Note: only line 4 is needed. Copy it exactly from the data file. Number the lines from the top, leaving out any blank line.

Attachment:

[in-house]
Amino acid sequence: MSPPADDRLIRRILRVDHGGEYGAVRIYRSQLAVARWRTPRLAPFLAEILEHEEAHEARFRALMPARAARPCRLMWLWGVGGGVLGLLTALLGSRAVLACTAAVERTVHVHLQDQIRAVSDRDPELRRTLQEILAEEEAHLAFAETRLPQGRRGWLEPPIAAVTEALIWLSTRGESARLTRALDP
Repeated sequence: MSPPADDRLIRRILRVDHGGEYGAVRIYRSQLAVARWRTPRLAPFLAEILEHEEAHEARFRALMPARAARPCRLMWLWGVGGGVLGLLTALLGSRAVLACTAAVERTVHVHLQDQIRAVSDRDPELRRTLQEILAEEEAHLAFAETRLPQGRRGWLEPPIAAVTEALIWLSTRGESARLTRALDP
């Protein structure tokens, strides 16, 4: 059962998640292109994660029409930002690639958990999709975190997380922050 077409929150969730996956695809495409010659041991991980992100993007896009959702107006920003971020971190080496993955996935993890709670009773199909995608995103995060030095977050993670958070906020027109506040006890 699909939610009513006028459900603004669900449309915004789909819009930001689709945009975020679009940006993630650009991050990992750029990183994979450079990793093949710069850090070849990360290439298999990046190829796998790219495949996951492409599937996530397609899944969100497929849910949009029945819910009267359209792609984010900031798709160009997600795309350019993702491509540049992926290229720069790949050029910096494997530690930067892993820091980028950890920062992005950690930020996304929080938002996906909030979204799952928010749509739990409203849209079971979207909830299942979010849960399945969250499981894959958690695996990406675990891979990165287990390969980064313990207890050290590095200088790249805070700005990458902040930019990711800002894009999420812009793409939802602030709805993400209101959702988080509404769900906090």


């Protein structure tokens, strides 16, 4: 059962998640292109994660029409930002690639958990999709975190997380922050 077409929150969730996956695809495409010659041991991980992100993007896009959702107006920003971020971190080496993955996935993890709670009773199909995608995103995060030095977050993670958070906020027109506040006890 699909939610009513006028459900603004669900449309915004789909819009930001689709945009975020679009940006993630650009991050990992750029990183994979450079990793093949710069850090070849990360290439298999990046190829796998790219495949996951492409599937996530397609899944969100497929849910949009029945819910009267359209792609984010900031798709160009997600795309350019993702491509540049992926290229720069790949050029910096494997530690930067892993820091980028950890920062992005950690930020996304929080938002996906909030979204799952928010749509739990409203849209079971979207909830299942979010849960399945969250499981894959958690695996990406675990891979990165287990390969980064313990207890050290590095200088790249805070700005990458902040930019990711800002894009999420812009793409939802602030709805993400209101959702988080509404769900906090």